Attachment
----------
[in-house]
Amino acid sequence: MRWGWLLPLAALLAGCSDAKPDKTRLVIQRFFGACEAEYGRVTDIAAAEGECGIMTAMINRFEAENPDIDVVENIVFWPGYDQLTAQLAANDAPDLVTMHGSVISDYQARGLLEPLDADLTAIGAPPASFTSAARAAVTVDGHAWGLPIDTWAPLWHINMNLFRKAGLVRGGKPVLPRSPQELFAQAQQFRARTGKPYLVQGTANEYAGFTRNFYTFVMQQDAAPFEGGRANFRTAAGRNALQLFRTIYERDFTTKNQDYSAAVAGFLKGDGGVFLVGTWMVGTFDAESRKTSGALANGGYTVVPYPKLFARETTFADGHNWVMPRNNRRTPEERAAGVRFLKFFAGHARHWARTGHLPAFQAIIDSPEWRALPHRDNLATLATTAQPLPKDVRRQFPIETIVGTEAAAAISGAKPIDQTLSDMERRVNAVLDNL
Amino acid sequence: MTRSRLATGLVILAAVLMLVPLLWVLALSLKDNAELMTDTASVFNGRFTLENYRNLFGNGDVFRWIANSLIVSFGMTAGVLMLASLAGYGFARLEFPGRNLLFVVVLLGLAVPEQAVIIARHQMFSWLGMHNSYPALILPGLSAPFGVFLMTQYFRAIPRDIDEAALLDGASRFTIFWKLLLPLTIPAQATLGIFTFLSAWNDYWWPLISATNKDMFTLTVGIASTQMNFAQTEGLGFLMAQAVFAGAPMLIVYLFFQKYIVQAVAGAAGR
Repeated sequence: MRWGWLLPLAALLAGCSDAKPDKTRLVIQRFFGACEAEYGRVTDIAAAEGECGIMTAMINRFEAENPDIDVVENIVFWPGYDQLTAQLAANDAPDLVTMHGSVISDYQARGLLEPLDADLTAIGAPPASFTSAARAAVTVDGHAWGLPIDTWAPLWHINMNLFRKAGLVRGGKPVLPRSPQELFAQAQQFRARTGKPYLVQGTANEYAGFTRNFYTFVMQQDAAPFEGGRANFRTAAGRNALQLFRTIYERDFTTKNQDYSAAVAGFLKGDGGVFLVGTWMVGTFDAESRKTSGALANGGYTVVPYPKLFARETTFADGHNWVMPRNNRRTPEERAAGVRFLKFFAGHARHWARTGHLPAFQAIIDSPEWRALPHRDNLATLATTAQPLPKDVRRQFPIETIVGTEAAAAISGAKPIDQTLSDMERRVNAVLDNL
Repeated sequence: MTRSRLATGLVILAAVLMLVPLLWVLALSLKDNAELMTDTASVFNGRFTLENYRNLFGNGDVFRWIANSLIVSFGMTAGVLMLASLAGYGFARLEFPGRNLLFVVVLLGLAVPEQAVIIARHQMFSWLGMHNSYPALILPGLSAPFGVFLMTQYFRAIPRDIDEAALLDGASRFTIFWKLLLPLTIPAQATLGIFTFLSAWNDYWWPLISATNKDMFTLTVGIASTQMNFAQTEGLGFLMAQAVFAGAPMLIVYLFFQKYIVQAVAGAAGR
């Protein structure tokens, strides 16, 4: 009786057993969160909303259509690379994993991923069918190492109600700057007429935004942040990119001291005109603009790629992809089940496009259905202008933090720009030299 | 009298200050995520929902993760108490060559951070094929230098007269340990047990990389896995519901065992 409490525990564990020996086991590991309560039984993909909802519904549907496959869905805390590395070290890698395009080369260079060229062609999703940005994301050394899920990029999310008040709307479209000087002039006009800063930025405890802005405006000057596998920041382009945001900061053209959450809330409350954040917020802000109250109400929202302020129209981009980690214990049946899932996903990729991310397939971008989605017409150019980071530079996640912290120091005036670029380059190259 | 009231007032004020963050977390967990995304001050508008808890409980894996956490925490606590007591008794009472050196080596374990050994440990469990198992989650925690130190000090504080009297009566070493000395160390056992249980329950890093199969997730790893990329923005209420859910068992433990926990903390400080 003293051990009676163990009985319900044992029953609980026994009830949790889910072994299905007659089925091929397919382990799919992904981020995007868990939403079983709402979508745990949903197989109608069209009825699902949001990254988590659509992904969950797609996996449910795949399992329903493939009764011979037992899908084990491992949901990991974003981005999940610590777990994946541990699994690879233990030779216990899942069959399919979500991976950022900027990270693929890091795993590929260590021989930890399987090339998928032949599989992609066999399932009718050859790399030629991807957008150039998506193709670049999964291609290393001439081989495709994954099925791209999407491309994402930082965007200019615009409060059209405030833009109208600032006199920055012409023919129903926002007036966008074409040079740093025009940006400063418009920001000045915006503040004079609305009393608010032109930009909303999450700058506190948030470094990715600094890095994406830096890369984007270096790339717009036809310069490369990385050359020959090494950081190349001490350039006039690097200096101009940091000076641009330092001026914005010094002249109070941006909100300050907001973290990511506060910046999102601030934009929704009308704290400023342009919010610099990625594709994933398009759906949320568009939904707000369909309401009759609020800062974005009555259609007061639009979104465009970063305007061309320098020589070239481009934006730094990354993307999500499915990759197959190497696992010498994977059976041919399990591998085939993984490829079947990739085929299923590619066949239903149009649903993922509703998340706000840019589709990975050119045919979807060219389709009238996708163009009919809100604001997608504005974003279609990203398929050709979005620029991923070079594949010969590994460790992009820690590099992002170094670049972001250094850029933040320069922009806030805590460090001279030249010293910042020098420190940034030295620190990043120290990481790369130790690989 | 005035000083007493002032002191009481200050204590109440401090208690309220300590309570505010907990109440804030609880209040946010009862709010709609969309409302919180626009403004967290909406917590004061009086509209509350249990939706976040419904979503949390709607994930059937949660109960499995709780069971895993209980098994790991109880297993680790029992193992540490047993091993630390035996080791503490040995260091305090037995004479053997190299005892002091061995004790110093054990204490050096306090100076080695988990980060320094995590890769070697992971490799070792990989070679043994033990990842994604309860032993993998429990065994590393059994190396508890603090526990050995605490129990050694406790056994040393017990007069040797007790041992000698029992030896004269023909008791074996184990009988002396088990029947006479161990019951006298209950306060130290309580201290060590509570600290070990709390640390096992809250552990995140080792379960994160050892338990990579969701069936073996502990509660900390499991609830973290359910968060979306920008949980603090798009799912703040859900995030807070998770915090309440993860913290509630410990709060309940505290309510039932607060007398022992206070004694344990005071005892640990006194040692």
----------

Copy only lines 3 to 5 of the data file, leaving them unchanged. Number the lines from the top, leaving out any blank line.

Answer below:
Amino acid sequence: MTRSRLATGLVILAAVLMLVPLLWVLALSLKDNAELMTDTASVFNGRFTLENYRNLFGNGDVFRWIANSLIVSFGMTAGVLMLASLAGYGFARLEFPGRNLLFVVVLLGLAVPEQAVIIARHQMFSWLGMHNSYPALILPGLSAPFGVFLMTQYFRAIPRDIDEAALLDGASRFTIFWKLLLPLTIPAQATLGIFTFLSAWNDYWWPLISATNKDMFTLTVGIASTQMNFAQTEGLGFLMAQAVFAGAPMLIVYLFFQKYIVQAVAGAAGR
Repeated sequence: MRWGWLLPLAALLAGCSDAKPDKTRLVIQRFFGACEAEYGRVTDIAAAEGECGIMTAMINRFEAENPDIDVVENIVFWPGYDQLTAQLAANDAPDLVTMHGSVISDYQARGLLEPLDADLTAIGAPPASFTSAARAAVTVDGHAWGLPIDTWAPLWHINMNLFRKAGLVRGGKPVLPRSPQELFAQAQQFRARTGKPYLVQGTANEYAGFTRNFYTFVMQQDAAPFEGGRANFRTAAGRNALQLFRTIYERDFTTKNQDYSAAVAGFLKGDGGVFLVGTWMVGTFDAESRKTSGALANGGYTVVPYPKLFARETTFADGHNWVMPRNNRRTPEERAAGVRFLKFFAGHARHWARTGHLPAFQAIIDSPEWRALPHRDNLATLATTAQPLPKDVRRQFPIETIVGTEAAAAISGAKPIDQTLSDMERRVNAVLDNL
Repeated sequence: MTRSRLATGLVILAAVLMLVPLLWVLALSLKDNAELMTDTASVFNGRFTLENYRNLFGNGDVFRWIANSLIVSFGMTAGVLMLASLAGYGFARLEFPGRNLLFVVVLLGLAVPEQAVIIARHQMFSWLGMHNSYPALILPGLSAPFGVFLMTQYFRAIPRDIDEAALLDGASRFTIFWKLLLPLTIPAQATLGIFTFLSAWNDYWWPLISATNKDMFTLTVGIASTQMNFAQTEGLGFLMAQAVFAGAPMLIVYLFFQKYIVQAVAGAAGR